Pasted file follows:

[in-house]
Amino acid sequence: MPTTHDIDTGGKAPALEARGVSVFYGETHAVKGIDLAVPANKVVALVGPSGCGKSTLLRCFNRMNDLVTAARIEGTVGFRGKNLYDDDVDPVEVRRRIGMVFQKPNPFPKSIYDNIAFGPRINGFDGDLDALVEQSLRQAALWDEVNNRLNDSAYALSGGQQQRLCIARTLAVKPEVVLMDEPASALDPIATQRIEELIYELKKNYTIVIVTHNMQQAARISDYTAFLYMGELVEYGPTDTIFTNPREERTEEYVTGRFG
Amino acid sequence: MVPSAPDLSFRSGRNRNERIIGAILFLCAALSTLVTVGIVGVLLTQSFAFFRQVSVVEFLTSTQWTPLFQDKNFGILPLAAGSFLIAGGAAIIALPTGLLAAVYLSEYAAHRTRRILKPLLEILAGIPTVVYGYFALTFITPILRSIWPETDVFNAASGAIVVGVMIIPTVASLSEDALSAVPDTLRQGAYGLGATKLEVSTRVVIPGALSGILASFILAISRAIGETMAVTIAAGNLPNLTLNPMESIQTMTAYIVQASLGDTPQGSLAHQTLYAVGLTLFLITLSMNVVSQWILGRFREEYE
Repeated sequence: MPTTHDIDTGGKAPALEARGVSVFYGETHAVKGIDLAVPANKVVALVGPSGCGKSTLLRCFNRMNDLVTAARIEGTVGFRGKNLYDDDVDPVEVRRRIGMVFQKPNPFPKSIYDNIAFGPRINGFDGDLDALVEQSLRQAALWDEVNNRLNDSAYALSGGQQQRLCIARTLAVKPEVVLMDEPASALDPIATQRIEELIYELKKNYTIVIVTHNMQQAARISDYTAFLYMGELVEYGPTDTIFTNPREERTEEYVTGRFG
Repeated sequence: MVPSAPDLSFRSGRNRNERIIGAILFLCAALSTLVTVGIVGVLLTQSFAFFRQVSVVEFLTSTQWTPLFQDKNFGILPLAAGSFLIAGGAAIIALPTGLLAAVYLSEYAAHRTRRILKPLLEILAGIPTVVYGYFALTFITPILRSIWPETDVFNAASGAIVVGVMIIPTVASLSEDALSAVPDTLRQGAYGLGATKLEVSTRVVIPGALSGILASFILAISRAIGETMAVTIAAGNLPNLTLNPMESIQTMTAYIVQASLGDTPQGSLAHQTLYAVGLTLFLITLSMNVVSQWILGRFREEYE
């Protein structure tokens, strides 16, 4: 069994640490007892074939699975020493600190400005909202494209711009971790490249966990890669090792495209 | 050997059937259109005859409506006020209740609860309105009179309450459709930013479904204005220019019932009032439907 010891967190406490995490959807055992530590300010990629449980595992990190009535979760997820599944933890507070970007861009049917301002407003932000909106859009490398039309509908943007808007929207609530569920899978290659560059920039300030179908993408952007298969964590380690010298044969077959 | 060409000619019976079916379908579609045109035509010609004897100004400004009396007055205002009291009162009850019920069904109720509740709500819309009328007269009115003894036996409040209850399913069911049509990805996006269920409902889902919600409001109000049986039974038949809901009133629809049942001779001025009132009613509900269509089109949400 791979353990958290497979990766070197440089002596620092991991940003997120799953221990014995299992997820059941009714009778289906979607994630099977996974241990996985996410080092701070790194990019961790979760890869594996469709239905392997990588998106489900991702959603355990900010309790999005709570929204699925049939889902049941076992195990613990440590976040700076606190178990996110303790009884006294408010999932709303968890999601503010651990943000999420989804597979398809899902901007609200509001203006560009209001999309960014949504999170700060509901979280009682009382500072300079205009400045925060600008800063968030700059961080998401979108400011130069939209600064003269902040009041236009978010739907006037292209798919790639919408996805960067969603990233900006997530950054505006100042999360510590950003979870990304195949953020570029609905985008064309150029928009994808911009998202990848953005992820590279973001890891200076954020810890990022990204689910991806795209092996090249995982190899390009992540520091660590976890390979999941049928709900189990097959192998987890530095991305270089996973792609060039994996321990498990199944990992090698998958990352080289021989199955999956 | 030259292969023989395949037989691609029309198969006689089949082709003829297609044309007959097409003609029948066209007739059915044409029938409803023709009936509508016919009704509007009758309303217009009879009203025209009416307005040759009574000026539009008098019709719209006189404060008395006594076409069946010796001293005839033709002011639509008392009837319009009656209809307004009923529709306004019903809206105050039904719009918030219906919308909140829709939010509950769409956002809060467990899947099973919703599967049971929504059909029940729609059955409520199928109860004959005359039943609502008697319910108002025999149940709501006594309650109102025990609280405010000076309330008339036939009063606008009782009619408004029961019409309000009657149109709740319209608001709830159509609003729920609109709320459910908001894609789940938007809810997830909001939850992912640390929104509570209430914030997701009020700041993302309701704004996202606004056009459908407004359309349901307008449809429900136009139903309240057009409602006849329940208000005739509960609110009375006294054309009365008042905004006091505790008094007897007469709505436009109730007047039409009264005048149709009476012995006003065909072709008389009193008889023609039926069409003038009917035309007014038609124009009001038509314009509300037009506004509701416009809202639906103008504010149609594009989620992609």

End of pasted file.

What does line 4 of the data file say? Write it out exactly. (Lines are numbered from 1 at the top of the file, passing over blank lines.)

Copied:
Repeated sequence: MPTTHDIDTGGKAPALEARGVSVFYGETHAVKGIDLAVPANKVVALVGPSGCGKSTLLRCFNRMNDLVTAARIEGTVGFRGKNLYDDDVDPVEVRRRIGMVFQKPNPFPKSIYDNIAFGPRINGFDGDLDALVEQSLRQAALWDEVNNRLNDSAYALSGGQQQRLCIARTLAVKPEVVLMDEPASALDPIATQRIEELIYELKKNYTIVIVTHNMQQAARISDYTAFLYMGELVEYGPTDTIFTNPREERTEEYVTGRFG